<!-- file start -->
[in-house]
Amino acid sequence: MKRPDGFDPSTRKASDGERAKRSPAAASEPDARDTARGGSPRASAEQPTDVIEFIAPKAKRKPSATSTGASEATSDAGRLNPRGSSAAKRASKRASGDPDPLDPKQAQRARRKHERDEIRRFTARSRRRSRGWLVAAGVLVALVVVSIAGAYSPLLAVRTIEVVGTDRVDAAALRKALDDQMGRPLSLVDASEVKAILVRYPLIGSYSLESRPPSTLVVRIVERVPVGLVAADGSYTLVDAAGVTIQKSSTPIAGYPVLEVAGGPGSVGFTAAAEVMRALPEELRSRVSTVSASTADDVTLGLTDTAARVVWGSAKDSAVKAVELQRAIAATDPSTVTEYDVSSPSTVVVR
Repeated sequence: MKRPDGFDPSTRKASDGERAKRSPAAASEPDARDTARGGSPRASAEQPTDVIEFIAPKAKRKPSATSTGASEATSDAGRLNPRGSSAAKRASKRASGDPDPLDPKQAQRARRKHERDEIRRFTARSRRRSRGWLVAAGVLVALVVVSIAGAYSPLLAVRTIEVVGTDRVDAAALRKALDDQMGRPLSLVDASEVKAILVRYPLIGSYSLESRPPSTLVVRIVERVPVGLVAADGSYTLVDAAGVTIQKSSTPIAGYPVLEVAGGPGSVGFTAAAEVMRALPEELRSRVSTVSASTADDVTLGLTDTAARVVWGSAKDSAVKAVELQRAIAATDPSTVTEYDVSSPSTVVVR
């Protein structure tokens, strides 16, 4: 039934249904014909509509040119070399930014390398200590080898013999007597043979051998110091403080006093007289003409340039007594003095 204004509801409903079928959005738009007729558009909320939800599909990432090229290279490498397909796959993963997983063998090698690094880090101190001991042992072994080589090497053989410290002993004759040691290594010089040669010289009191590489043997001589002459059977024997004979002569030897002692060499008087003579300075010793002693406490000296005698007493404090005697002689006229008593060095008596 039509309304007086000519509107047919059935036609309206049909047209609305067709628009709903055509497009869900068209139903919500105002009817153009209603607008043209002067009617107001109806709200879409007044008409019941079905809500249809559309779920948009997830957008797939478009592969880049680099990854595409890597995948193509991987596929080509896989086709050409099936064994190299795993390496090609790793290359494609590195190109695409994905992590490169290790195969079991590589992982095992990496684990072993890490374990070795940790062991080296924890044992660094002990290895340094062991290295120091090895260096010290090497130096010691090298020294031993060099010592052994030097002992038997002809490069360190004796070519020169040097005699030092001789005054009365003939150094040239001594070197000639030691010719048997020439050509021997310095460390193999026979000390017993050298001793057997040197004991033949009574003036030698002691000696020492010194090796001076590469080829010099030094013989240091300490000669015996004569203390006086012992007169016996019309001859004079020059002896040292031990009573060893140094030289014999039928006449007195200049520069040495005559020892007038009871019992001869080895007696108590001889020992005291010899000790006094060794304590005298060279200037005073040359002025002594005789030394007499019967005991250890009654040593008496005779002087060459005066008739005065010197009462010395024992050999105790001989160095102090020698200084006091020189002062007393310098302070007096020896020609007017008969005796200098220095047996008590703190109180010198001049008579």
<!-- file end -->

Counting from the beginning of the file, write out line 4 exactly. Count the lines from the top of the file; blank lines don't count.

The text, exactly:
């Protein structure tokens, strides 16, 4: 039934249904014909509509040119070399930014390398200590080898013999007597043979051998110091403080006093007289003409340039007594003095 204004509801409903079928959005738009007729558009909320939800599909990432090229290279490498397909796959993963997983063998090698690094880090101190001991042992072994080589090497053989410290002993004759040691290594010089040669010289009191590489043997001589002459059977024997004979002569030897002692060499008087003579300075010793002693406490000296005698007493404090005697002689006229008593060095008596 039509309304007086000519509107047919059935036609309206049909047209609305067709628009709903055509497009869900068209139903919500105002009817153009209603607008043209002067009617107001109806709200879409007044008409019941079905809500249809559309779920948009997830957008797939478009592969880049680099990854595409890597995948193509991987596929080509896989086709050409099936064994190299795993390496090609790793290359494609590195190109695409994905992590490169290790195969079991590589992982095992990496684990072993890490374990070795940790062991080296924890044992660094002990290895340094062991290295120091090895260096010290090497130096010691090298020294031993060099010592052994030097002992038997002809490069360190004796070519020169040097005699030092001789005054009365003939150094040239001594070197000639030691010719048997020439050509021997310095460390193999026979000390017993050298001793057997040197004991033949009574003036030698002691000696020492010194090796001076590469080829010099030094013989240091300490000669015996004569203390006086012992007169016996019309001859004079020059002896040292031990009573060893140094030289014999039928006449007195200049520069040495005559020892007038009871019992001869080895007696108590001889020992005291010899000790006094060794304590005298060279200037005073040359002025002594005789030394007499019967005991250890009654040593008496005779002087060459005066008739005065010197009462010395024992050999105790001989160095102090020698200084006091020189002062007393310098302070007096020896020609007017008969005796200098220095047996008590703190109180010198001049008579």